Scheduling is the process used to define, plan and control near- to mid-term production plans, typically at a daily or shift level (4, 8, 12-hour increments). Scheduling has its limitations but is effective for planning ahead to calculate expected resource loading depending on number of tasks, how resources are expected to be utilized, and any known constraints.

Scheduling becomes inefficient as a tool at the moment when scheduled events are unable to be executed as planned and there is a real-time need to determine sequencing of tasks and resources.

Events including maintenance tasks, equipment failures, fluctuation in staffing levels, execution misprocessing errors, bottlenecks, starvations, and changes in management priorities invariably upend the most thoughtfully crafted production plan. In these cases, event-driven dispatching has proven to be invaluable.

Phase 3: Event-driven dispatching

Event-driven dispatching keeps equipment operators (or transport systems) informed at all times of the right material to process, in the right order, at the right equipment. This ensures production is free of  misprocessing or excess tool wait times which are common in the absence of automated dispatching systems.

Production floors achieve improved equipment utilization, maximum manufacturing capacity, and reduced labor costs by consistently applying processing rules and automating lot-prioritization evaluation factors such as batching requirements, timer conditions, equipment capability, equipment availability and management priorities. 

Whitepaper Dispatching Explained

Production targets are the pulse of the manufacturing floor. Although everyone is 100% committed to them, month after month, the actual numbers fall short. Yield and quality are not currently an issue. Production tools and processes are stable. The factory is staffed and trained. So why are the targets so hard to consistently hit?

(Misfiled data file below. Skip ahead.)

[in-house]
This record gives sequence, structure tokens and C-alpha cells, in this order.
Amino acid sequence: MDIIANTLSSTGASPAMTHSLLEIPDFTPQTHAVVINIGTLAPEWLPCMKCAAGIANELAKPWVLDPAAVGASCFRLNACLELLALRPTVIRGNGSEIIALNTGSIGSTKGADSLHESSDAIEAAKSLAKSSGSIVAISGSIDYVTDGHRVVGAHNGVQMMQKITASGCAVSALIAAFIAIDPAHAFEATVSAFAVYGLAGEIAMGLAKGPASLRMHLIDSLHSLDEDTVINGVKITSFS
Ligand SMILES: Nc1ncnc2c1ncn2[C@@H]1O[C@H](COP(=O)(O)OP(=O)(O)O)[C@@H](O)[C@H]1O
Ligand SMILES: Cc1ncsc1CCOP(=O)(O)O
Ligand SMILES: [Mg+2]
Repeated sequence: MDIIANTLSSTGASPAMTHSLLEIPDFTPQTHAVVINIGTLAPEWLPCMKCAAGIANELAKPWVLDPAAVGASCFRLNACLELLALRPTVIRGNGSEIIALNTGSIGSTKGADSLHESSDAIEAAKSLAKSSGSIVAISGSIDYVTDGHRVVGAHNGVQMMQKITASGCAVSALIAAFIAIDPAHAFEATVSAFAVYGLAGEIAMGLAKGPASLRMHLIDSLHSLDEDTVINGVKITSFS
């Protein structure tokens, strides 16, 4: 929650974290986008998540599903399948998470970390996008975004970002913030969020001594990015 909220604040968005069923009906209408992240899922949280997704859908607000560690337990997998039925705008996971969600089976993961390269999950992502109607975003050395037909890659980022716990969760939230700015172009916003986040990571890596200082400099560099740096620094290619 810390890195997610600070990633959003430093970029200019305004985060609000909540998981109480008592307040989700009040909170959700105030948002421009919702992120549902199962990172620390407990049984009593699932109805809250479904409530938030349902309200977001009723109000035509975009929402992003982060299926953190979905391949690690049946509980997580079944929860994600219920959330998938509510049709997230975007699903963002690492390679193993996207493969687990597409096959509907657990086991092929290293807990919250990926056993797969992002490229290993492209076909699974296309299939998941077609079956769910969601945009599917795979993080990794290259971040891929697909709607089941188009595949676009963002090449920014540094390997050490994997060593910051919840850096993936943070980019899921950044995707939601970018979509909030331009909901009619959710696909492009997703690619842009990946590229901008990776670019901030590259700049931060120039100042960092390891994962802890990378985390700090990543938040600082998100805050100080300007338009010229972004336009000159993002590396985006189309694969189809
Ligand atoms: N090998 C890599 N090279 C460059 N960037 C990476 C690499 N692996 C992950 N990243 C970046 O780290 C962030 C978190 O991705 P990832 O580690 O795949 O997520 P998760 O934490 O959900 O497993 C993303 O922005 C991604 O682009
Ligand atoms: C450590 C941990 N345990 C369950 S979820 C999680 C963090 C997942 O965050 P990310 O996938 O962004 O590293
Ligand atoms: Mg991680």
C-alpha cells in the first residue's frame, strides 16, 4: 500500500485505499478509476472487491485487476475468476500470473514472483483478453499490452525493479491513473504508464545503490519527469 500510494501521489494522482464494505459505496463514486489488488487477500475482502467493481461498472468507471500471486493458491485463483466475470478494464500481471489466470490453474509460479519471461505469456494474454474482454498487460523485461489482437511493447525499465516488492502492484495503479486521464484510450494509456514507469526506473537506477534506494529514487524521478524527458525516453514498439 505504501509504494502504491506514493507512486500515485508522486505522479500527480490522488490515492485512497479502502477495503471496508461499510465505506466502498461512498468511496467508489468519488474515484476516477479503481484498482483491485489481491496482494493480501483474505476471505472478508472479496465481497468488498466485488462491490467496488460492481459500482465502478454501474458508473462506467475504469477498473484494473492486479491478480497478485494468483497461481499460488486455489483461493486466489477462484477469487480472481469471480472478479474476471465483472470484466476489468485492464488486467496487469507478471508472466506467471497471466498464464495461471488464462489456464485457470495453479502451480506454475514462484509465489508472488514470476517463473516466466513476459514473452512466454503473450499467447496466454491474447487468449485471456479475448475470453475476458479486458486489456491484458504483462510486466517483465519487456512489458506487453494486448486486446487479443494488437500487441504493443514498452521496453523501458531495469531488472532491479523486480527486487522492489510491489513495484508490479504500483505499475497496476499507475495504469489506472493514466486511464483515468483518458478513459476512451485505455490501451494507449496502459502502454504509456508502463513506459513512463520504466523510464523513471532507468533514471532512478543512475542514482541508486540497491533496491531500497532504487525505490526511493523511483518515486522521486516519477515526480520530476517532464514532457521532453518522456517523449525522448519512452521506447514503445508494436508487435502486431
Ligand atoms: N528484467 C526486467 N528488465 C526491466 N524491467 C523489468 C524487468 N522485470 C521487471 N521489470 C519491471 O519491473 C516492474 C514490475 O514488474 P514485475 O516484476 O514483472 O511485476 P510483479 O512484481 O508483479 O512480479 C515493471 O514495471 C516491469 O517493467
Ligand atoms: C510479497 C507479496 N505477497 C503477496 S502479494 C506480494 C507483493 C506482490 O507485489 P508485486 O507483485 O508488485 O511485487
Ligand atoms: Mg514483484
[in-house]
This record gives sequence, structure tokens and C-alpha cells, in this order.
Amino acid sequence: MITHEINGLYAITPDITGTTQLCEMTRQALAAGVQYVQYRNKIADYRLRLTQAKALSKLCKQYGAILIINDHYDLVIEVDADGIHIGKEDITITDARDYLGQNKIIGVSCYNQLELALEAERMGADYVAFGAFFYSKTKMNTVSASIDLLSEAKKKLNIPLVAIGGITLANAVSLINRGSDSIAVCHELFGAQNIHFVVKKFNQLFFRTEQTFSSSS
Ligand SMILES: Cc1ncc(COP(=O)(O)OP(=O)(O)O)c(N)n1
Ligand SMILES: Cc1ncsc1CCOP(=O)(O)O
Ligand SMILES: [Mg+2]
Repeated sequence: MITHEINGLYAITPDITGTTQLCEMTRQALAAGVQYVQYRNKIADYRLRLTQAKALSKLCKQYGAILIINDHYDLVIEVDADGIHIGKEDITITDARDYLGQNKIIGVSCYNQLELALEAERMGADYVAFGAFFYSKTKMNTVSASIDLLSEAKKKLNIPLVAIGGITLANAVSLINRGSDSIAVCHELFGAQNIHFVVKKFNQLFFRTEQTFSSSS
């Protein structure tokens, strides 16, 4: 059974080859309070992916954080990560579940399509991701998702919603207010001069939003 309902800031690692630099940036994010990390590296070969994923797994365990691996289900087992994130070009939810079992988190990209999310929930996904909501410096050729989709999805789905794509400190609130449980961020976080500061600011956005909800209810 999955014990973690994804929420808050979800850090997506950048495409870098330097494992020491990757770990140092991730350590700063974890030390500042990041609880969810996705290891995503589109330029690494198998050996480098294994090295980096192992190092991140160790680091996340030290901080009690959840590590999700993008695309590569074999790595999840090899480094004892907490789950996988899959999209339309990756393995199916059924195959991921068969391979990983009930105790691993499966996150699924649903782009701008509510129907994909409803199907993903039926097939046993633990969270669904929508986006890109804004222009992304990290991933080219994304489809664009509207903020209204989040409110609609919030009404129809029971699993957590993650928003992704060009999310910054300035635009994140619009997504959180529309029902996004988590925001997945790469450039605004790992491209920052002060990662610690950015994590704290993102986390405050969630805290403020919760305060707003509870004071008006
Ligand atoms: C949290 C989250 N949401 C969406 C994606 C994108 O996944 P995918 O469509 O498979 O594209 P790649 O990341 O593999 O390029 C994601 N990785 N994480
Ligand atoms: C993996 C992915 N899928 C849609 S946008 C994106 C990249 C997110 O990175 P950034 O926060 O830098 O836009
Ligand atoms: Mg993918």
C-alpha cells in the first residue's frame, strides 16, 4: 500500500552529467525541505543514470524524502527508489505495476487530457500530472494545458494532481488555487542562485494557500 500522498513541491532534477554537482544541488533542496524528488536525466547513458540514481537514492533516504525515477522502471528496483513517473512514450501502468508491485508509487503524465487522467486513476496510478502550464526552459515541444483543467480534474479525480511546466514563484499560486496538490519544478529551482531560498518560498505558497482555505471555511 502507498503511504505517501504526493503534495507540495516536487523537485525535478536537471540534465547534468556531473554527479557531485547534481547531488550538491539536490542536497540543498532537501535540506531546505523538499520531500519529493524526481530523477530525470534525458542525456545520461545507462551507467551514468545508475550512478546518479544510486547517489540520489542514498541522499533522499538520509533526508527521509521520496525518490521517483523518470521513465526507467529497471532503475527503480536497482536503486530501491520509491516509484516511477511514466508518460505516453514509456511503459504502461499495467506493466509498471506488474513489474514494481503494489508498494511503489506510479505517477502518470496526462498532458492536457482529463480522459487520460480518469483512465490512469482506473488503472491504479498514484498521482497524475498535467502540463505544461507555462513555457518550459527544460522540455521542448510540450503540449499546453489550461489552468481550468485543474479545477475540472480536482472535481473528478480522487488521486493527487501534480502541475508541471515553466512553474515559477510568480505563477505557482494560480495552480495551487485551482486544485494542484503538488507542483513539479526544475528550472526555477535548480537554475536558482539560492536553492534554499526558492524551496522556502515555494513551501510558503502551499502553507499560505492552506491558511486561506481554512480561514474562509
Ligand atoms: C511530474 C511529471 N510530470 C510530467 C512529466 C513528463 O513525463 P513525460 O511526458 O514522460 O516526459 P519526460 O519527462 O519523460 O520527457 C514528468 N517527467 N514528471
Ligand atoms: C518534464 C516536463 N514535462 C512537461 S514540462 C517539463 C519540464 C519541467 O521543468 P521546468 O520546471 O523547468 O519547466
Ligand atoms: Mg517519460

Now imagine that every time an operator (or automated material handling system) is preparing to start material to process, they simply check their constantly up-to-date, prioritized WIP list that is optimized to enable the overall manufacturing line to hit targets. Would knowing the right material to process, right now, on the right piece of equipment help meet production targets? We think so.

Efficient, automated dispatching of WIP is a fundamental enabler toward achieving production targets in today’s complex manufacturing environments.

What is Event-Driven Dispatching?

Evaluation of the most efficient material for processing in a production line is error prone. It doesn’t have to be. Event-driven dispatching solves this problem by providing equipment operators with a prioritized, real-time dispatch list indicating the right material to process, on the right equipment, right now. A properly implemented, event-driven dispatching system relies on customizable, management-defined rules along with data regarding lot and equipment states, equipment capabilities, management priorities, and constraints in order to accurately and efficiently keep WIP flowing from one process step to the next.

Equipment-specific dispatching lists for all queued lots are presented to equipment operators at each piece of equipment. The lists are presented and adjusted in real-time as events occur such as material track-in/track-out, lot hold/release, equipment state or capability changes, or accommodations for batch reservations.